Snow Leopard

Snow Leopard

The cat’s huge paws have fur on the bottom that gives the leopard traction on the snow and protection from sharp rocks. The snow leopard’s long, thick, and luxurious tail acts as a built-in comforter when the cat wraps it around its body for added warmth. The tail is almost as long as its body!

Spotted Hyena

Spotted hyenas are extremely vocal animals. The well-known laughing sound is emitted by an animal that is being chased or attacked. A variety of whoops are made when the pack is getting ready for the hunt.


In proportion to its body, the serval has the longest legs in the cat family, enabling it to peer over tall vegetation to find prey. A serval can leap twice its own body length. A pounce may span 3-12 feet and may be over 3 feet high.


Welcome to the Milwaukee County Zoo

“Jaguar” comes from the native Indian name ‘yaguara,’ meaning ‘a beast that kills its prey with one bound.’ Jaguars are often found near water.  They are good swimmers and frequently hunt near bodies of water.



“Cheetah” comes from a Hindi word meaning “spotted one.” The cheetah has a leaner body and longer legs than other big cats. The black “teardrops” under each eye may enhance their vision by reducing glare from the sun.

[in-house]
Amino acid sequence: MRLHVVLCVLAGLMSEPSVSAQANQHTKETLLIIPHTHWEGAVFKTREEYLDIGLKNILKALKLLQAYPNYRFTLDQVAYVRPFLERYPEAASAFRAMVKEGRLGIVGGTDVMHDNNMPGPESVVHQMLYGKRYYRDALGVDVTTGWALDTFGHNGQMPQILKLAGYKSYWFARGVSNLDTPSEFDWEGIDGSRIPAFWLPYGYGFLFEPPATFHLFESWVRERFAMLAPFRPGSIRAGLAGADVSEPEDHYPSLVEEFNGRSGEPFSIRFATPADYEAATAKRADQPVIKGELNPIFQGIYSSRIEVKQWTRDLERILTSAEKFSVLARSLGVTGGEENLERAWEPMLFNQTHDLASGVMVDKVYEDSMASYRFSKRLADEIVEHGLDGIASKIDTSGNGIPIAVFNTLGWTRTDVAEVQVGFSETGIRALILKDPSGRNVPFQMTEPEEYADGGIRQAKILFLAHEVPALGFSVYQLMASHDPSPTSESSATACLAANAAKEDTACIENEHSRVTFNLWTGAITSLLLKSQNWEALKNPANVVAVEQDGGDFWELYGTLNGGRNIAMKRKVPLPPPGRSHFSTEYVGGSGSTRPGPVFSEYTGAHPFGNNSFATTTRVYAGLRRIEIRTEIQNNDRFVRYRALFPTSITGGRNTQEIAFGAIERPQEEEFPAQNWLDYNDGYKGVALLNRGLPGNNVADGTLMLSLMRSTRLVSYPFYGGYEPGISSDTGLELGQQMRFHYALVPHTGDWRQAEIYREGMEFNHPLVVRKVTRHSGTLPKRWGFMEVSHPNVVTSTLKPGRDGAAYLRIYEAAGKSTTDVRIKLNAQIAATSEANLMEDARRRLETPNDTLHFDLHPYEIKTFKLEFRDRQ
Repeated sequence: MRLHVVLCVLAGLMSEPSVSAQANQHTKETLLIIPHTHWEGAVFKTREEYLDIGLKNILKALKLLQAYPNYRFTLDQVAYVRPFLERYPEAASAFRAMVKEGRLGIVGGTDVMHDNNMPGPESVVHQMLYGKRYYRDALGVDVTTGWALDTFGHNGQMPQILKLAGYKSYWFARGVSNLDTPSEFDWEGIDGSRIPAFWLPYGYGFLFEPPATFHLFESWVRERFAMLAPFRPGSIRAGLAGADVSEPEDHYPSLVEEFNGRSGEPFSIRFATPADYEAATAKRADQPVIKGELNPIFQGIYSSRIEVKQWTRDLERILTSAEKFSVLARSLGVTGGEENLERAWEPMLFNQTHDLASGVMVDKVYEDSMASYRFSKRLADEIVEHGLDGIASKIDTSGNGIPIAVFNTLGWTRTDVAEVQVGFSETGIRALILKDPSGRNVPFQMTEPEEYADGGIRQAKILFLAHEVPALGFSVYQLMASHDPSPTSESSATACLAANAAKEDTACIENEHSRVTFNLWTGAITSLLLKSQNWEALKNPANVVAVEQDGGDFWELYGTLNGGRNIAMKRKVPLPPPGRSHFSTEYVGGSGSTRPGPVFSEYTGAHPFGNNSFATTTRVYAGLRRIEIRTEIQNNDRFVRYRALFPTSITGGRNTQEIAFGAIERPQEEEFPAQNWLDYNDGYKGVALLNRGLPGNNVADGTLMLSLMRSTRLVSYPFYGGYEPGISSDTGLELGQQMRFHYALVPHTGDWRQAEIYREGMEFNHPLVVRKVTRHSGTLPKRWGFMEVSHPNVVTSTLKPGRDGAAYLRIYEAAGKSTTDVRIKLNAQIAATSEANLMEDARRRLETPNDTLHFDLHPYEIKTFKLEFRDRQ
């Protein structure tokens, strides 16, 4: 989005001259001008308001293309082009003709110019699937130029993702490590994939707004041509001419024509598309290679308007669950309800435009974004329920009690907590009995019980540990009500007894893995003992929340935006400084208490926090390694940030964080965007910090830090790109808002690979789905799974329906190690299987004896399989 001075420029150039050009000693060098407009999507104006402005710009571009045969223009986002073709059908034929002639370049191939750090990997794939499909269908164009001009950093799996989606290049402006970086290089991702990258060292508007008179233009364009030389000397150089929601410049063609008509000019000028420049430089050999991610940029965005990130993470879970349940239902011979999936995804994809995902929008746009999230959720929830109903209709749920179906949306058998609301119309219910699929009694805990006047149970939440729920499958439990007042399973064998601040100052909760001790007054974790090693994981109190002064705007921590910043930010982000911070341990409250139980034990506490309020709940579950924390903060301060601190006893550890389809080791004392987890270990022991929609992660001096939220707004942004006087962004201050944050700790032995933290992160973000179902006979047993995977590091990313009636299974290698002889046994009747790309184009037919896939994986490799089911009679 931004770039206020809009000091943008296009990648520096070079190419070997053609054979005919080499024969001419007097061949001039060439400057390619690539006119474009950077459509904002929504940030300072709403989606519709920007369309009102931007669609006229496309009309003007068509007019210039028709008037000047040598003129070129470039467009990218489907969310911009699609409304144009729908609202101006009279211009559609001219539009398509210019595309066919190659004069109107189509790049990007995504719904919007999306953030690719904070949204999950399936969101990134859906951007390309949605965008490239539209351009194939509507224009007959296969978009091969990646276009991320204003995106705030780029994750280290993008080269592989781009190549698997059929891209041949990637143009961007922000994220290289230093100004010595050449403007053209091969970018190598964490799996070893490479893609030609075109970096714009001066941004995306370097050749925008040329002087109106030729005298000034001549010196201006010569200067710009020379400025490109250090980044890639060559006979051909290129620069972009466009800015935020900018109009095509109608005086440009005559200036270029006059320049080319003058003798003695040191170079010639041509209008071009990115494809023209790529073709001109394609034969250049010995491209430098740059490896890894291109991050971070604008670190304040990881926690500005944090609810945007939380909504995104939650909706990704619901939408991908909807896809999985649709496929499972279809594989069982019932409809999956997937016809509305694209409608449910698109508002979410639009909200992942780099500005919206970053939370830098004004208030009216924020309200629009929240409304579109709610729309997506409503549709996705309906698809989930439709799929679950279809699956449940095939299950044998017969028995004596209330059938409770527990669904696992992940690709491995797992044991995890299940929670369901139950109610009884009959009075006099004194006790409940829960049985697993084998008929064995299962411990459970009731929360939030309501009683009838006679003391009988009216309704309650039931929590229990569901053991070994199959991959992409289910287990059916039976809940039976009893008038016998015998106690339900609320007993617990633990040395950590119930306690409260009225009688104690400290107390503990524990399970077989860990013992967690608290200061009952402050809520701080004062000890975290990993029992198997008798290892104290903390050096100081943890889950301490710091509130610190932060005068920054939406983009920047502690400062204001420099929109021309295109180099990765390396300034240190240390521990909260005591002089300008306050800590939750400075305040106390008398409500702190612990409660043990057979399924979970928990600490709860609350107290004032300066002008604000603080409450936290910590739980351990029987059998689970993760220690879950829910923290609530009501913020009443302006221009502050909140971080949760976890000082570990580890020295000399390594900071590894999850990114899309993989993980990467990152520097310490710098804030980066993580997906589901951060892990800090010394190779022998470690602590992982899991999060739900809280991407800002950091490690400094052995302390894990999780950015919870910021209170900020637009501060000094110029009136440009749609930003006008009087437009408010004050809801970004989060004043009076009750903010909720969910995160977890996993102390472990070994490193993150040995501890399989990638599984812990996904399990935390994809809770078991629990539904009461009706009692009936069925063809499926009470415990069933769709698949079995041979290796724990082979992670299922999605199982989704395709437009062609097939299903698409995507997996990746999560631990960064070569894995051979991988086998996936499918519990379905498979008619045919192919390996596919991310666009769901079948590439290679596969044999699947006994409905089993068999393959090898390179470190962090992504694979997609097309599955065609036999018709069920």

African Lion

Lions are the only cats that live in large, social groups, called “prides.” A pride is made up of 3 to 30 lions. The pride consists of lionesses (mothers, sisters, and cousins), and their cubs, along with a few unrelated adult males.

Amur Tiger

Amur tigers have the palest orange coats and fewest stripes of all tiger subspecies. No two tigers have the same pattern of stripes. Face markings can be used like human fingerprints for identification. Unlike many other cat species, tigers readily enter water and are good swimmers.

Red Panda

Red Panda

The red panda is not closely related to giant pandas. Red pandas are housed in Big Cat Country because they are geographically from the same wild habitats as some of the “real” big cats. Red Pandas at the Zoo can often be seen climbing high on their habitat platforms.

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